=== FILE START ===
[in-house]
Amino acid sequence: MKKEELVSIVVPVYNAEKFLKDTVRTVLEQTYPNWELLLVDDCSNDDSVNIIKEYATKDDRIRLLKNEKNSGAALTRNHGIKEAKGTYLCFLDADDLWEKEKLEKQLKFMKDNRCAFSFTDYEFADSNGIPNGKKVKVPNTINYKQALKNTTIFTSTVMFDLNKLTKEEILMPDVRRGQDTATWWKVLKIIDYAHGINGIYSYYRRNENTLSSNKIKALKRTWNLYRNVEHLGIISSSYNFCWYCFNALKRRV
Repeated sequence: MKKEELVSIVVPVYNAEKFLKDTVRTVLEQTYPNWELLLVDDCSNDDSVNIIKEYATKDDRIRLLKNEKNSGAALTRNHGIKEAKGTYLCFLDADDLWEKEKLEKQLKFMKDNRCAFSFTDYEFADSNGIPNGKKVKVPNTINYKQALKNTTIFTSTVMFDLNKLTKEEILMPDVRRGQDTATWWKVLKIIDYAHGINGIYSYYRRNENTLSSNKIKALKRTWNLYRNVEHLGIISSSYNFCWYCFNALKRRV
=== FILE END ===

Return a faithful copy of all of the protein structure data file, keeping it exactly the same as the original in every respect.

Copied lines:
[in-house]
Amino acid sequence: MKKEELVSIVVPVYNAEKFLKDTVRTVLEQTYPNWELLLVDDCSNDDSVNIIKEYATKDDRIRLLKNEKNSGAALTRNHGIKEAKGTYLCFLDADDLWEKEKLEKQLKFMKDNRCAFSFTDYEFADSNGIPNGKKVKVPNTINYKQALKNTTIFTSTVMFDLNKLTKEEILMPDVRRGQDTATWWKVLKIIDYAHGINGIYSYYRRNENTLSSNKIKALKRTWNLYRNVEHLGIISSSYNFCWYCFNALKRRV
Repeated sequence: MKKEELVSIVVPVYNAEKFLKDTVRTVLEQTYPNWELLLVDDCSNDDSVNIIKEYATKDDRIRLLKNEKNSGAALTRNHGIKEAKGTYLCFLDADDLWEKEKLEKQLKFMKDNRCAFSFTDYEFADSNGIPNGKKVKVPNTINYKQALKNTTIFTSTVMFDLNKLTKEEILMPDVRRGQDTATWWKVLKIIDYAHGINGIYSYYRRNENTLSSNKIKALKRTWNLYRNVEHLGIISSSYNFCWYCFNALKRRV